This "epic space game" I'm making is not marble, but a an organic collection of ideas. As it grows, these ideas have a tendency to mutate in new and interesting directions. Inevitably, these mutations begin choking the life out of the game. Then I've got to take a scalpel to the cancer and hopefully have more usable mass left afterward than before I started.
Cryptic talk aside, I'm saying My Own Net Dream tends to shift with my mood. I don't know if it's because I get bored of my old ideas or if I'm learning more about what a truly good idea is. Probably a bit of both.
Currently, it's shaping up to be perhaps closest related to games like Starflight or Star Command (the 1988 SSI game and not the 1998 RTS game), but also something uniquely itself:
- You have a space ship. One of them per player. You can poke around its interior and watch the goings on inside (see the screenshot above).
- You roll up a number of characters to serve as a crew. No longer a Roguelike so much because there's now multiple characters. They'll likely be commanded in a manner similar to Dwarf Fortress, with some forced commands but mostly going about their own business.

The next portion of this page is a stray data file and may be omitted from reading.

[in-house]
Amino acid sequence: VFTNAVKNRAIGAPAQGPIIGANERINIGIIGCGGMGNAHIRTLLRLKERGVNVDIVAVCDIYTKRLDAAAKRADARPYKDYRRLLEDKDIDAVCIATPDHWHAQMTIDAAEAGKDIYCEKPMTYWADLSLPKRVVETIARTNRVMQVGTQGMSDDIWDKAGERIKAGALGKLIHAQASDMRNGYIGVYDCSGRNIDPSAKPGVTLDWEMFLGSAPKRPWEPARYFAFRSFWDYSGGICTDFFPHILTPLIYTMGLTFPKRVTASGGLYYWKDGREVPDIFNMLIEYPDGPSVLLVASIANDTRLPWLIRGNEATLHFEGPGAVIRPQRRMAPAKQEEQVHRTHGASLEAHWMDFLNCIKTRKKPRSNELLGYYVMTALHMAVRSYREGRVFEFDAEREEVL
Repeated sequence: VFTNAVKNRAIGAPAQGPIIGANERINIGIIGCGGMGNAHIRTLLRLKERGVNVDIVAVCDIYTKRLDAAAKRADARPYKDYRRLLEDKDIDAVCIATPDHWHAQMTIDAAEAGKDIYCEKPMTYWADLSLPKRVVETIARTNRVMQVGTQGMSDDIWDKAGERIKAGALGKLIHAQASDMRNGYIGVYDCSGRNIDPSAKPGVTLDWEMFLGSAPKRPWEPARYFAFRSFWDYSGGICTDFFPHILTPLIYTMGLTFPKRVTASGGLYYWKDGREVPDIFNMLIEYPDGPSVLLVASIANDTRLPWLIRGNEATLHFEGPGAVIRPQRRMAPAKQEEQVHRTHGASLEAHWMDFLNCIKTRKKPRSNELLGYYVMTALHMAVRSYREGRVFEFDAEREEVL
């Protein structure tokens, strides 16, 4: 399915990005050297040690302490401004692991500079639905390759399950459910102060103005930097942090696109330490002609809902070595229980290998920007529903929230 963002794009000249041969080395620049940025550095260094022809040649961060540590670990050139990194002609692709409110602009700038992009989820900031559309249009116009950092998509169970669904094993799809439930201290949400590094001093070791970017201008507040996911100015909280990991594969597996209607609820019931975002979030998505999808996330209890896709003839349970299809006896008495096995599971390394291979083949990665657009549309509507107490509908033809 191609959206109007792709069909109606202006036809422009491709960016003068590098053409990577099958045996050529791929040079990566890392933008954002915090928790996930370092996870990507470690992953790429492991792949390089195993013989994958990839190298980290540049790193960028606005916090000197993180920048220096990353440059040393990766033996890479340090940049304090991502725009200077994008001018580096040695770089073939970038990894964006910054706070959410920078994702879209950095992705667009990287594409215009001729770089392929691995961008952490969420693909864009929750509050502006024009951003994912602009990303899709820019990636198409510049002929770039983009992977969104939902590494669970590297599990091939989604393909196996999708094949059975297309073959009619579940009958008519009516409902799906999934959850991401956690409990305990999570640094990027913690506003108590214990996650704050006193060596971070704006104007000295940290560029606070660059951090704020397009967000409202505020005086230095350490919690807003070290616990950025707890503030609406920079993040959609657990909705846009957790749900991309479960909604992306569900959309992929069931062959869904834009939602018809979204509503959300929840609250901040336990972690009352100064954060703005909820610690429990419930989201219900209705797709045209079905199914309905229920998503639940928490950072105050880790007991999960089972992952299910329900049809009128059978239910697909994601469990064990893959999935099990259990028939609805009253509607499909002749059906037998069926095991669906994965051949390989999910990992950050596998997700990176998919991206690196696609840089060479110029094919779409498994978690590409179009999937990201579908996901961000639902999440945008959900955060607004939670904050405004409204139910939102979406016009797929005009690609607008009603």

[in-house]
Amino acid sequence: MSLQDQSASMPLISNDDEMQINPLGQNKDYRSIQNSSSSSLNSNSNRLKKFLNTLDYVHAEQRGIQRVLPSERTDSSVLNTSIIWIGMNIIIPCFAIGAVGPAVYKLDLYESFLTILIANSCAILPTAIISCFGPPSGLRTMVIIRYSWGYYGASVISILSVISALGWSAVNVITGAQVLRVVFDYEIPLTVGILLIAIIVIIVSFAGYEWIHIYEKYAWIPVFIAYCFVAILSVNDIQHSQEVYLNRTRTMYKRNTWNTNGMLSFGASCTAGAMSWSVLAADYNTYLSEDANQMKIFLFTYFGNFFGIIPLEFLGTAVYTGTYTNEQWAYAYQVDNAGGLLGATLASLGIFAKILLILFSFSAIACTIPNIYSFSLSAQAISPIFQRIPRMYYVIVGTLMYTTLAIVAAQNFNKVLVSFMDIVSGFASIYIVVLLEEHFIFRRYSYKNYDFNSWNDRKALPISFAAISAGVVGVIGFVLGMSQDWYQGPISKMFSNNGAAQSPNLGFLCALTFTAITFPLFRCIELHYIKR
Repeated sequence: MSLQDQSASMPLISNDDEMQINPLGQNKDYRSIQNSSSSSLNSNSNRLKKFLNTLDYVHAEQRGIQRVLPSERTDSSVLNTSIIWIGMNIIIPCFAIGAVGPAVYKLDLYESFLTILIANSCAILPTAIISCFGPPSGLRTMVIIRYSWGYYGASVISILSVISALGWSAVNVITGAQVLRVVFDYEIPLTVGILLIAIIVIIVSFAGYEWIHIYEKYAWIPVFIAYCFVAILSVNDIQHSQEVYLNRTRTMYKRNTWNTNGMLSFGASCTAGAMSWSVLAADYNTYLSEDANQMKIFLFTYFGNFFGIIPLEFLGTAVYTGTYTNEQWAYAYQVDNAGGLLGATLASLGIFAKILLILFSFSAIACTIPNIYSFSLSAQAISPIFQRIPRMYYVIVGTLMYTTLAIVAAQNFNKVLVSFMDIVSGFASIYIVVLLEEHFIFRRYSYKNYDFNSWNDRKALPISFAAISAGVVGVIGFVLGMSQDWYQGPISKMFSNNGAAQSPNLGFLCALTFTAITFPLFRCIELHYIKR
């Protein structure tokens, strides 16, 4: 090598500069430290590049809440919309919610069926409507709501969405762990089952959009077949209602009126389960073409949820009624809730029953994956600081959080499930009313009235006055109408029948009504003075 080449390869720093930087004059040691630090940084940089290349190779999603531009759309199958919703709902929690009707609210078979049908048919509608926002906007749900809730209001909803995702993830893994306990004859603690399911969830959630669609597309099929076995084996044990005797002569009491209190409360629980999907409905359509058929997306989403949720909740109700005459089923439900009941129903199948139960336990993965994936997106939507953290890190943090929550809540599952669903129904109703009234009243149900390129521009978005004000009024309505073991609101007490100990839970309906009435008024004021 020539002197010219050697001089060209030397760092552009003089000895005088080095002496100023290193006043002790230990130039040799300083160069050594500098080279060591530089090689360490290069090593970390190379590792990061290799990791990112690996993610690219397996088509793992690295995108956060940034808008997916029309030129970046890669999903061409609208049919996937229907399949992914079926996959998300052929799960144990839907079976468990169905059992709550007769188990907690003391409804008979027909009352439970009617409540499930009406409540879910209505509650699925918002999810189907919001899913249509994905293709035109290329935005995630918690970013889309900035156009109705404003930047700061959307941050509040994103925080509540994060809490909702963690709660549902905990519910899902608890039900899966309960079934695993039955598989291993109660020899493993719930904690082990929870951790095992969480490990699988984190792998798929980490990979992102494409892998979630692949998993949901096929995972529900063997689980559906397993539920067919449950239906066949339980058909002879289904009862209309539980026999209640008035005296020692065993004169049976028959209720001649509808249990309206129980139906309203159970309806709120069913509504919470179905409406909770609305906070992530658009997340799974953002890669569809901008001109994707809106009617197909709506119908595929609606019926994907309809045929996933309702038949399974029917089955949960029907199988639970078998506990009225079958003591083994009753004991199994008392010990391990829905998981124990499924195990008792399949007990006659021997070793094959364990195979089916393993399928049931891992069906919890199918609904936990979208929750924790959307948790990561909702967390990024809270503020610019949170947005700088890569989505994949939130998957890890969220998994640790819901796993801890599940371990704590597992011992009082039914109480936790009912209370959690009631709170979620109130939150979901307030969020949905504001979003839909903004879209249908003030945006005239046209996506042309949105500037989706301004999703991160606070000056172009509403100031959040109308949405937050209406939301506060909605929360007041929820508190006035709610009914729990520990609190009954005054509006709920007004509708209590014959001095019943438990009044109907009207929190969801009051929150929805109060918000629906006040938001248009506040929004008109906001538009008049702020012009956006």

- You explore a procedurally generated galaxy. (Okay, so Star Command and Starflight's galaxies weren't random, but they did generate a lot of content from formulas.)
- There's quite a bit more to it, but it wouldn't be any fun if I ruined the surprise. Besides, any greater details than these I've an even greater likelihood of changing my mind about.
My continual focus right now is to not get too bogged down in the minor details; Make the game completely playable. It's easy to get distracted. For example, I spent a day or two teaching spawned mobs how to identify each other as threats and attempt to kill each other like civilized beings, then realized I had essentially stopped to put bugs in a jar and shake it. The finer details can wait, let's see if I can't just get the whole machine running and doing what it's supposed to do first.